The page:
With a stellar start to its new fiscal year, Hewlett-Packard Co. has given technology investors something else to get excited about besides Microsoft Corp.’s audacious bid to buy Yahoo Inc.
Now Wall Street will try to figure out whether the success of the world’s largest technology company bodes well for the rest of the industry as the U.S. economy sputters toward a possible recession.
Boosted by rising computer sales, HP demonstrated its strength amid the economic weakness with a 38 percent increase in its fiscal first-quarter profit and a pledge to deliver even better results during the rest of the year.
The news late Tuesday drove HP shares up $2.17, or nearly 5 percent, in extended trading after the stock finished the regular session up 8 cents at $43.95.
“This is good news for tech,” said Gartner Inc. analyst Martin Reynolds. “If we can just get through another quarter, maybe the (technology) industry will skate through all of this nastiness without suffering too much damage.”
But American Technology Research analyst Shaw Wu cautioned against using HP to gauge the financial temperature of the entire tech industry. He said he thinks HP’s performance is being driven largely by its extensive reach beyond the troubled United States market and a no-nonsense approach that has permeated the company since Mark Hurd became chief executive nearly three years ago.
“I think this (quarter) is more indicative of what Mark Hurd has done to instill a culture of success and execution at HP,” Wu said.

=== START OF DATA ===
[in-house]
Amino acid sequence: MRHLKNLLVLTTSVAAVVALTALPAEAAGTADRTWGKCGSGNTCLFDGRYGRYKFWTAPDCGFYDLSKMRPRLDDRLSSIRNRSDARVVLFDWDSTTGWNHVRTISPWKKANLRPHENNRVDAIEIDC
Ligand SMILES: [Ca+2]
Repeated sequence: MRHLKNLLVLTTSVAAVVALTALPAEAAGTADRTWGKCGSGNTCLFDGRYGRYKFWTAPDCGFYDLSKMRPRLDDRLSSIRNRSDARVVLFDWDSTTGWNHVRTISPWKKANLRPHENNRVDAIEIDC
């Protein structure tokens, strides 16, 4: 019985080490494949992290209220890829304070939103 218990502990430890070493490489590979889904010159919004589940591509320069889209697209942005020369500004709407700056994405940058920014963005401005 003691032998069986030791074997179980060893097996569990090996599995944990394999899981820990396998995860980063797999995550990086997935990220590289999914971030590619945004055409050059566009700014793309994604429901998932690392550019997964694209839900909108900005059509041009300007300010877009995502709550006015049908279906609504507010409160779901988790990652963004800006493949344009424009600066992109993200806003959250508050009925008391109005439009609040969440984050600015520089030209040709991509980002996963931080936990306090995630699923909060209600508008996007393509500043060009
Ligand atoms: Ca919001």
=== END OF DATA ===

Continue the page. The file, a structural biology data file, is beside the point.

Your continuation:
The Palo Alto-based maker of computers and printers said it earned $2.13 billion, or 80 cents per share, for the three months ended in January. That compared with net income of $1.55 billion, or 55 cents per share, in the same period a year earlier.
If not for expenses stemming from past acquisitions, HP said it would have earned 86 cents per share. That figure exceeded the average estimate of 81 cents per share among analysts surveyed by Thomson Financial.
Revenue for the period totaled $28.5 billion, a 13 percent increase from the previous year. Analysts, on average, had forecast revenue of $27.6 billion.
And HP’s management predicted the company will fare better than analysts had been anticipating for the remainder of its fiscal year. Excluding certain one-time expenses, HP expects to earn from $3.50 to $3.54 per share for the year ending in October, outstripping the previous analyst estimate of $3.36 per share, according to Thomson Financial.
Escalating worries about the weakening U.S. economy have been punishing high-tech stocks in recent weeks as industry bellwethers like Google Inc., Apple Inc., Intel Corp. and Cisco Systems Inc. either released disappointing quarterly profits or tepid forecasts.
HP joined fellow high-tech heavyweights Microsoft and IBM Corp. in producing quarterly earnings and forecasts that painted a somewhat rosier picture. Those three stalwarts share a common denominator: most of their sales occur outside the United States, enabling them to milk the stronger economies in Europe and Asia.
The United States accounted for just 31 percent of HP’s first-quarter revenue. If not for favorable currency fluctuations stemming from the weak dollar, HP said its revenue during the period would have been up by a more modest 8 percent.
HP has been consistently delivering pleasant surprises since Hurd’s arrival. This marks the 10th consecutive quarter in which Hurd has raised the bar for the company’s future performance.
Since Hurd’s arrival, HP’s market value has doubled, creating more than $50 billion in shareholder wealth, while the company surpassed rival Dell Inc. to become the world’s top seller of personal computers.
Shipments in HP’s computer division climbed 27 percent in the first quarter.
But HP’s printer sales are weakening, with shipments aimed at the consumer market slipping 2 percent in the first quarter. Selling printers is important to HP because sales of the ink used in them generate a recurring stream of hefty profits.